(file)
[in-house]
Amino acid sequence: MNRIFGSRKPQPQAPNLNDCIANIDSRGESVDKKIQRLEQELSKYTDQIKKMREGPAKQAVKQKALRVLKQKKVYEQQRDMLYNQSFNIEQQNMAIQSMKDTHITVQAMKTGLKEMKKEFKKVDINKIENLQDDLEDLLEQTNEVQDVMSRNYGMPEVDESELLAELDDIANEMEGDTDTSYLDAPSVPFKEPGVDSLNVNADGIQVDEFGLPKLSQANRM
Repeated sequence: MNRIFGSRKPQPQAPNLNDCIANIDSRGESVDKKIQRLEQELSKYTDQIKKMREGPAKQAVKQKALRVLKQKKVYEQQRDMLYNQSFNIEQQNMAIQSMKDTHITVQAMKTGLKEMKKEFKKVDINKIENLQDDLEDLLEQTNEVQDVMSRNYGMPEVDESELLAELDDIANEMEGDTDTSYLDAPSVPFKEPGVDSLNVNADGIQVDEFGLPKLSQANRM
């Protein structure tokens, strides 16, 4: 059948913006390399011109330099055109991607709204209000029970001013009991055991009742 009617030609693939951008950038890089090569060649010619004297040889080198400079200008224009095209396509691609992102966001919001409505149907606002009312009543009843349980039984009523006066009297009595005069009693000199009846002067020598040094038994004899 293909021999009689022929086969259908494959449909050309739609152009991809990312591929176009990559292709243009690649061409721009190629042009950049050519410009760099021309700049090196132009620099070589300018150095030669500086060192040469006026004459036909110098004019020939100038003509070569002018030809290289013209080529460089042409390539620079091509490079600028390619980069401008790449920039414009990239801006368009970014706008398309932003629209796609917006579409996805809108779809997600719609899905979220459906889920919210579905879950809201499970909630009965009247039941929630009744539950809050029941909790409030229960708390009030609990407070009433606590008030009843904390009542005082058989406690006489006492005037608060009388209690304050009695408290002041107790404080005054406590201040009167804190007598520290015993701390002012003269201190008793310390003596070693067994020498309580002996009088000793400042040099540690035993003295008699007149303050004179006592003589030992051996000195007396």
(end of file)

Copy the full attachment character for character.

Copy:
[in-house]
Amino acid sequence: MNRIFGSRKPQPQAPNLNDCIANIDSRGESVDKKIQRLEQELSKYTDQIKKMREGPAKQAVKQKALRVLKQKKVYEQQRDMLYNQSFNIEQQNMAIQSMKDTHITVQAMKTGLKEMKKEFKKVDINKIENLQDDLEDLLEQTNEVQDVMSRNYGMPEVDESELLAELDDIANEMEGDTDTSYLDAPSVPFKEPGVDSLNVNADGIQVDEFGLPKLSQANRM
Repeated sequence: MNRIFGSRKPQPQAPNLNDCIANIDSRGESVDKKIQRLEQELSKYTDQIKKMREGPAKQAVKQKALRVLKQKKVYEQQRDMLYNQSFNIEQQNMAIQSMKDTHITVQAMKTGLKEMKKEFKKVDINKIENLQDDLEDLLEQTNEVQDVMSRNYGMPEVDESELLAELDDIANEMEGDTDTSYLDAPSVPFKEPGVDSLNVNADGIQVDEFGLPKLSQANRM
């Protein structure tokens, strides 16, 4: 059948913006390399011109330099055109991607709204209000029970001013009991055991009742 009617030609693939951008950038890089090569060649010619004297040889080198400079200008224009095209396509691609992102966001919001409505149907606002009312009543009843349980039984009523006066009297009595005069009693000199009846002067020598040094038994004899 293909021999009689022929086969259908494959449909050309739609152009991809990312591929176009990559292709243009690649061409721009190629042009950049050519410009760099021309700049090196132009620099070589300018150095030669500086060192040469006026004459036909110098004019020939100038003509070569002018030809290289013209080529460089042409390539620079091509490079600028390619980069401008790449920039414009990239801006368009970014706008398309932003629209796609917006579409996805809108779809997600719609899905979220459906889920919210579905879950809201499970909630009965009247039941929630009744539950809050029941909790409030229960708390009030609990407070009433606590008030009843904390009542005082058989406690006489006492005037608060009388209690304050009695408290002041107790404080005054406590201040009167804190007598520290015993701390002012003269201190008793310390003596070693067994020498309580002996009088000793400042040099540690035993003295008699007149303050004179006592003589030992051996000195007396």